The Eagle's Eye

School adapts to recent security measures

Principal Brandi Hosack answers questions regarding ID badges, scanners, fences and tardies

Bethany Bissell, News Editor

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 Following the lockdown in February, Akins has begun to tighten security. The Akins Eagle’s Eye spoke to principal Brandi Hosack regarding safety changes that will be implemented.

The Eagle’s Eye: What safety concerns were on your radar beforehand?

Brandi Hosack: ( The concerns I mentioned before) have always been on my radar. I’ll just use this as an example: the STEM (Academy) wing, being able to get from STEM into the building and from the building into STEM. Prior to lockdown, you could just (come and) go. The safety concern that creates is that there’s not a checkpoint there. Now we’ve locked down both of those doors. We’re working on getting badges for each classroom so that if a student needs to go to the main building, they can take a badge with them, scan themselves and get in. We’re working on that right now. But it’s frustrating for students and for teachers because those doors are now locked. Being able to go back and forth is not nearly as easy, but it is a lot safer because nobody can just show up to those doors and walk in. I have to err on the side of safety.

EE: ID’s are going to be a non-negotiable next year. What does that mean?

BH: They need to be visible. There’s 3,000 students on this campus and there’s close to 3,500 people total. There is no way to know every single face all the time. IDs are one of those things, especially at large campuses. We haven’t fought that battle. We’ve just chosen that that’s not that’s not the battle we’re going to ght thus far. Due to safety concerns, it has to become one of those issues that we do. It’s not my favorite thing to fight (because) it’s one more thing that I have to chase after students about, and that’s not how I play ball. I really don’t prefer to be the stickler like that. At the same time, there’s no other way for me to be able to say yes or no in a moment’s notice (if it’s) a student or (if it’s) not a student. It’s just the only way to go about it.

The same is true for staff. I have a lot of staff members that have become accustomed to not wearing their badge. We have to make sure that we are. It’s everybody.

EE: And what about badge scanners?

Your ID badge as a student won’t get you into the building. Those badge scanners actually costs like $15,000 a piece. We have all the work orders in and it’s just a matter of where the money is coming from. We’re working on one for the cafeteria so that the portable people can (have access to the re- stroom). All we’re waiting for on the opposite side of that is badges for the scanners that are already installed at (the STEM and New Tech buildings). I’m waiting on the badges for those and I’m waiting for the scanner for (the cafeteria).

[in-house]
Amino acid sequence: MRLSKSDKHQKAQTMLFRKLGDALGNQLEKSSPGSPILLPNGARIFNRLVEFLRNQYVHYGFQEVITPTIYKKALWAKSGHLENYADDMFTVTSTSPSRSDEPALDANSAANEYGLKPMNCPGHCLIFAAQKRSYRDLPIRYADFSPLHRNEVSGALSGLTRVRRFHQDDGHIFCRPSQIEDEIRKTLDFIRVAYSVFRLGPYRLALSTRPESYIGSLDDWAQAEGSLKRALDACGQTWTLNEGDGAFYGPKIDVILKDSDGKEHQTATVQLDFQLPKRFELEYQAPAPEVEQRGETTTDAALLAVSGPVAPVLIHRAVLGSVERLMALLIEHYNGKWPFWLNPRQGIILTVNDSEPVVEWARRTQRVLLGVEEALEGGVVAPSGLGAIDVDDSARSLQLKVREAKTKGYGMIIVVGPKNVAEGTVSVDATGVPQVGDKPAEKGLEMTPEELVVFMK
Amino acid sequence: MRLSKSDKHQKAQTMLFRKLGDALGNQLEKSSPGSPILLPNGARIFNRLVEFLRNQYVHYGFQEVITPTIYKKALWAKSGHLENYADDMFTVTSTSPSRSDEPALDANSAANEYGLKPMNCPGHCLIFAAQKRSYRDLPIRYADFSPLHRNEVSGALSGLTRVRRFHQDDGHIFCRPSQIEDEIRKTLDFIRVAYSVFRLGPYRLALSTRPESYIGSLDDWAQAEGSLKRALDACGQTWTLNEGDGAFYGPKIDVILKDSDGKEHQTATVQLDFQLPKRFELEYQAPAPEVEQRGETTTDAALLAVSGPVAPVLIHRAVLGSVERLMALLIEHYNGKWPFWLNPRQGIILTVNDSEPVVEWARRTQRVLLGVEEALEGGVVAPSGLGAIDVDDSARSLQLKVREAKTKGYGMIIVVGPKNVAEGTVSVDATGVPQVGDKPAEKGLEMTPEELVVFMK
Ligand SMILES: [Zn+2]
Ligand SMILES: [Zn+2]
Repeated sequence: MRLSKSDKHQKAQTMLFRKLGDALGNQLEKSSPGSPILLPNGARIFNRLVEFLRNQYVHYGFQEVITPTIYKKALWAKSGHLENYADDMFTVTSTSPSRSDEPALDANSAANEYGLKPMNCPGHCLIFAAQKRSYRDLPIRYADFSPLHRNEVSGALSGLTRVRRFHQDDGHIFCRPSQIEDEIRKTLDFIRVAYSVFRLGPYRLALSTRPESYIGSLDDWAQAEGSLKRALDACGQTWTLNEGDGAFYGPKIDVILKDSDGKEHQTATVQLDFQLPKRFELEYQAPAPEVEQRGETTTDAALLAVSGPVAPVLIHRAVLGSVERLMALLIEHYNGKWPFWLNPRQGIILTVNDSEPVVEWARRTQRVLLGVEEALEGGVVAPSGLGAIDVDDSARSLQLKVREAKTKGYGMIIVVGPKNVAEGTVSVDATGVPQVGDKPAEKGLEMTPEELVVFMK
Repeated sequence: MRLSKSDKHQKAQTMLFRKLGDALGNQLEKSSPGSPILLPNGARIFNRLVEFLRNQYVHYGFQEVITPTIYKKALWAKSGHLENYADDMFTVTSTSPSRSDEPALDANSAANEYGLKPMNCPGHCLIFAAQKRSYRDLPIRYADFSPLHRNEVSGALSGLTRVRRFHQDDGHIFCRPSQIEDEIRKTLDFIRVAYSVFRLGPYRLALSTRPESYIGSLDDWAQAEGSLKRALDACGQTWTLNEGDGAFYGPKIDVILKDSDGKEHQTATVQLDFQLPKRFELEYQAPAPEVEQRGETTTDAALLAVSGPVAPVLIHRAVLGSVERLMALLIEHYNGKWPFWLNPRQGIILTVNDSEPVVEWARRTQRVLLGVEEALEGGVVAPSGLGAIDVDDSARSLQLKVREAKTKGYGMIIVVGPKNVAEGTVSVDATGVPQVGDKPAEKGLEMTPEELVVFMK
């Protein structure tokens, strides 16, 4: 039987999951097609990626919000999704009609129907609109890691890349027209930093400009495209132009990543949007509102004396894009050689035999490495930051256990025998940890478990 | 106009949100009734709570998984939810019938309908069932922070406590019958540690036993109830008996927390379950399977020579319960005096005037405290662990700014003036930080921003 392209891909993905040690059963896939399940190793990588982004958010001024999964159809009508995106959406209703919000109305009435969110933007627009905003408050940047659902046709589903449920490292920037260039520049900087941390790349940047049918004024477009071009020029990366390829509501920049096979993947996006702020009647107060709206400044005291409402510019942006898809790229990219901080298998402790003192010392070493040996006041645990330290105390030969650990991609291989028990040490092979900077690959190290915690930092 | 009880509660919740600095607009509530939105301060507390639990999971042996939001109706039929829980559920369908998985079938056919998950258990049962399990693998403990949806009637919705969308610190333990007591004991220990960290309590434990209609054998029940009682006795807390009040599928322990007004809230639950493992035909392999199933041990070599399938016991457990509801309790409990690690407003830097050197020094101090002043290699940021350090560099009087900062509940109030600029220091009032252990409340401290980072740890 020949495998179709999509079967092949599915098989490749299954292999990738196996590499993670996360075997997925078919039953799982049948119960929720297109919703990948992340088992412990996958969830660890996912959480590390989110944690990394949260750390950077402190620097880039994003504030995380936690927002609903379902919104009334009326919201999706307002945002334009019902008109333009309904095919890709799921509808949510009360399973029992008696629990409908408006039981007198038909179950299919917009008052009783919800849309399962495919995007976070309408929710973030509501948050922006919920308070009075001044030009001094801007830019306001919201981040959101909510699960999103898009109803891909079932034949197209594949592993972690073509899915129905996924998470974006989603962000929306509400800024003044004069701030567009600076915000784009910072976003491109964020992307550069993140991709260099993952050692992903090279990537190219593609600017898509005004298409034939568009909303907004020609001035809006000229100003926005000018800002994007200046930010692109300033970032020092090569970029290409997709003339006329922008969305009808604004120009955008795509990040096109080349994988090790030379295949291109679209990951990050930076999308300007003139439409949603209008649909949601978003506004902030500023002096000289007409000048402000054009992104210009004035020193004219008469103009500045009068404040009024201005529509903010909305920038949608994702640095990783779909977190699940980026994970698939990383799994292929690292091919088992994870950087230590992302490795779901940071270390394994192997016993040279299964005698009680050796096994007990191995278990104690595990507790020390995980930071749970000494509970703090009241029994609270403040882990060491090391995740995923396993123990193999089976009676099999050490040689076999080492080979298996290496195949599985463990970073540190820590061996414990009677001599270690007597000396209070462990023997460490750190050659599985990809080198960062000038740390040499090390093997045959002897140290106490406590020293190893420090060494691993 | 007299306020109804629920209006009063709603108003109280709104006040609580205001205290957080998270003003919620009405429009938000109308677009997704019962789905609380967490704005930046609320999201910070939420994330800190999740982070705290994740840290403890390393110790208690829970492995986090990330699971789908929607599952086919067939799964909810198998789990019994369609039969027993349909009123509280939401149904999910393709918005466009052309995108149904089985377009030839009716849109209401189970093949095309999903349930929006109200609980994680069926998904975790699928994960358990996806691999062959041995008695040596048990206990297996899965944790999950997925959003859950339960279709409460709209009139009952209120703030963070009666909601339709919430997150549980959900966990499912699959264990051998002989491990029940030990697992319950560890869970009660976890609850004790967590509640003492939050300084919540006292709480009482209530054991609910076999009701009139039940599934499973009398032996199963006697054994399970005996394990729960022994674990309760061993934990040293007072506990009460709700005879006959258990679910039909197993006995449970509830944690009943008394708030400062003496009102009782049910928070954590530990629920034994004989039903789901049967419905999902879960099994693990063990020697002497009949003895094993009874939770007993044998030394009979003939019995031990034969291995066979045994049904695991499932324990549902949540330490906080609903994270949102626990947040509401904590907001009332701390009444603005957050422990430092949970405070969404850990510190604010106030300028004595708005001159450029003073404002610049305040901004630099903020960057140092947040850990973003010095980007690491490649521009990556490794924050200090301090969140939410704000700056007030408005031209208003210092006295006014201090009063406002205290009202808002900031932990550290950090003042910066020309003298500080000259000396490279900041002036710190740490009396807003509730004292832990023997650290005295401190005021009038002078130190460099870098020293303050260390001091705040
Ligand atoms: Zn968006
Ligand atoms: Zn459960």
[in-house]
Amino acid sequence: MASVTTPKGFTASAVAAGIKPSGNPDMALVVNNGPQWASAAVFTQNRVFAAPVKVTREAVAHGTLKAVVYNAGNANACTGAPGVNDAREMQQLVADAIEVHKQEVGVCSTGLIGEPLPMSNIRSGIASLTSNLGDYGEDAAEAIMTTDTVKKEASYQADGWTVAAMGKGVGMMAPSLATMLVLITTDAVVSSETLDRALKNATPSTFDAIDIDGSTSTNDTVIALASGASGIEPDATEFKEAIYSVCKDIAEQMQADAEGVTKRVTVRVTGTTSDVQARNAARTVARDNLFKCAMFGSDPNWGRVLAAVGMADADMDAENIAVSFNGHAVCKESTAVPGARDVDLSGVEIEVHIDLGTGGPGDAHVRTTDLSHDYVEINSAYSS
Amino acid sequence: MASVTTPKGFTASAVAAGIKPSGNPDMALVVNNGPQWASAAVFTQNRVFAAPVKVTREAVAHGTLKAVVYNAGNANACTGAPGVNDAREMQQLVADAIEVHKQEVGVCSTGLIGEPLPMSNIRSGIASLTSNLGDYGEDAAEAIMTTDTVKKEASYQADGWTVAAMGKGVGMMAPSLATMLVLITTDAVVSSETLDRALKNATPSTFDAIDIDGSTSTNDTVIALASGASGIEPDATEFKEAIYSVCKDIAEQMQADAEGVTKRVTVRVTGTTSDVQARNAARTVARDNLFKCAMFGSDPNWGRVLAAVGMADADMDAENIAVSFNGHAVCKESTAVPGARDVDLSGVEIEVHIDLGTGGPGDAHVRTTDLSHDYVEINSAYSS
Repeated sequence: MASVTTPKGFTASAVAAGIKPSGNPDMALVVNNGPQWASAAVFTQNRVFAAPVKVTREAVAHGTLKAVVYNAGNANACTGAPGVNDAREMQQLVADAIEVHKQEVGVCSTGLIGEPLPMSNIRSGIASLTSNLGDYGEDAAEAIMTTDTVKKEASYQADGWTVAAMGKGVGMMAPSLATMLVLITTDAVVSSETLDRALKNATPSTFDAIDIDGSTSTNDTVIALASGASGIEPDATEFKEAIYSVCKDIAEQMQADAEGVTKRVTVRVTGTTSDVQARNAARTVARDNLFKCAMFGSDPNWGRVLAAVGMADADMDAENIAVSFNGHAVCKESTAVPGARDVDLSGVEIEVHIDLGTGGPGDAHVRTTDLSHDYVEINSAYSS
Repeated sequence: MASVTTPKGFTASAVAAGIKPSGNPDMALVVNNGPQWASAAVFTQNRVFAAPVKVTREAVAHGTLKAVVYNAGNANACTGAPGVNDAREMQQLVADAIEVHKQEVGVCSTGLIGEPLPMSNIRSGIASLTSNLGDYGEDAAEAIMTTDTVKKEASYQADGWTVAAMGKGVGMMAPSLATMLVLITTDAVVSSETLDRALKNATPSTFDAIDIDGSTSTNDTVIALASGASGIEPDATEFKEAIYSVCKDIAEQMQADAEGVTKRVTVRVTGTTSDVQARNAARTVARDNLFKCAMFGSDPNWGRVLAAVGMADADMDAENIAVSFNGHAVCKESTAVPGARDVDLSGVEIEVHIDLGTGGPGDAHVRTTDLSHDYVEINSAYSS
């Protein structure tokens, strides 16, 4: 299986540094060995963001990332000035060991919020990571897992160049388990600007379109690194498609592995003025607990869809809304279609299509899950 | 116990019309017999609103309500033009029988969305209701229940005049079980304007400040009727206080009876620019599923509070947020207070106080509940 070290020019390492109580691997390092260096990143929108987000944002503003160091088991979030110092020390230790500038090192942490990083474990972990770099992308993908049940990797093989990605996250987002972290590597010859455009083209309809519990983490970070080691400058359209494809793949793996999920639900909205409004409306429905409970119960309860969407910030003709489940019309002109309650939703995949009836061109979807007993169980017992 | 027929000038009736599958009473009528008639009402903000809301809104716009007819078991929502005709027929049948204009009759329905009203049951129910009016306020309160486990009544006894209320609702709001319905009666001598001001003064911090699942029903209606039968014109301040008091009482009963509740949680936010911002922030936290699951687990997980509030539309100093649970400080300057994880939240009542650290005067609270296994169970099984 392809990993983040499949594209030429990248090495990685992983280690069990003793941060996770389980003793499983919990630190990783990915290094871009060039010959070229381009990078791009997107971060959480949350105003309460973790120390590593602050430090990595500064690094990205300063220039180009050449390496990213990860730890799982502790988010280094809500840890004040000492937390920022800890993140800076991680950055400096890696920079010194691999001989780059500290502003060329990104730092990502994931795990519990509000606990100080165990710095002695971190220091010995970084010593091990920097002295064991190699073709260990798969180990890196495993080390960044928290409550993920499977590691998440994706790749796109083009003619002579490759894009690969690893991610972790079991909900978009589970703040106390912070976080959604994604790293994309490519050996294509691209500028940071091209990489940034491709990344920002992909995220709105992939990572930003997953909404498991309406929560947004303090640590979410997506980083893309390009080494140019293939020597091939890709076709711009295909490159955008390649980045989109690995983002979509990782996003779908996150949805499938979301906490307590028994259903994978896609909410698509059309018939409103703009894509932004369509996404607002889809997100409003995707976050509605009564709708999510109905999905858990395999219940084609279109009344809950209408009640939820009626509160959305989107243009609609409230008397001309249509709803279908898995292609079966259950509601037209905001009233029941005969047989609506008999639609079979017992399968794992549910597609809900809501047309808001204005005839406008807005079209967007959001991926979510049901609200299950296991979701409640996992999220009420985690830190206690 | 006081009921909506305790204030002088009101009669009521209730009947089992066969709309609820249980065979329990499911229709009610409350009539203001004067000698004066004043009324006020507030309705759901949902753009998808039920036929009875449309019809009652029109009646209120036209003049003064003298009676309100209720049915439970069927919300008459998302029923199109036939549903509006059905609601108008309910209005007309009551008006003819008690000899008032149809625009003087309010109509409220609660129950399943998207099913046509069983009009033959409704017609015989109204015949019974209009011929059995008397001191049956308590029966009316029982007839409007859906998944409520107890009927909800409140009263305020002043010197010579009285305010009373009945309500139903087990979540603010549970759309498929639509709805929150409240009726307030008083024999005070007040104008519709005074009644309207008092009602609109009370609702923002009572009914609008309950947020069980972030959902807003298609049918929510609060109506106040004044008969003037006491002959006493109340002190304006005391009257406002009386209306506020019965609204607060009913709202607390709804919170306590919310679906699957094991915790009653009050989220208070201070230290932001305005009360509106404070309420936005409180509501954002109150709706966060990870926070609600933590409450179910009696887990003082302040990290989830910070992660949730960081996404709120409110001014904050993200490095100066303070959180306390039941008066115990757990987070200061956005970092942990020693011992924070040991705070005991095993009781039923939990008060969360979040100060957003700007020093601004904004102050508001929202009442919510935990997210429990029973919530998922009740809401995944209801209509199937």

The badge itself will belong to that classroom. If you have a teacher in STEM and you’re supposed to go to the main office for something, they give you the badge you scan and you come do whatever it is you need do you go back;.

EE: We’ve heard that there’s going to be a fence by the STEM wing. Is that correct?

BH: I’m asking for that. Again, all of these things that I want are attached to money to pay for them. Badges could work just ne, but to be able to allow free ow be- tween STEM and the main building, it would be really nice if I could get a gate right there and lock the gate much like we do (at the morning bus loop). en I could keep those doors open. I would much rather have the gate so that we don’t have to deal with the door locking.

EE: At the front door in the morning, the tardy slips say “lunch detention.” Is this a new implement or are the passes outdated?

BH: It was just old and it was just something that we needed to get so that you all had access to class. The new system that prints out; it also said lunch de- tention. It’s just something that we had to x in the system. ere is no such thing as lunch detention. Our tardy policy hasn’t changed. You get three tardies in a week, you have a Saturday School. at hasn’t changed.

EE: Is there anything you’d like to say or add?

BH: I just really want in this story for it to be told that I’m not trying to make life difficult. I’m really not. I wish there weren’t people doing silly things in this world. I wish that we didn’t have to worry about that kind of thing, but we do. It’s the world that we’re living in.

That being said I have to be able to control the ow of the campus (so that) I’m sure we’re safe. It’s not in any way shape or form to punish anybody or to make your life more difficult. It’s not my inten- tion. My intention is to keep you safe. Sometimes safety requires us to go through some other stuff and it’s no fun.

I hope that students realize that it’s that it’s for everybody’s safety. at’s why we’re having to make these changes. at’s really what I want to make sure I drive home.

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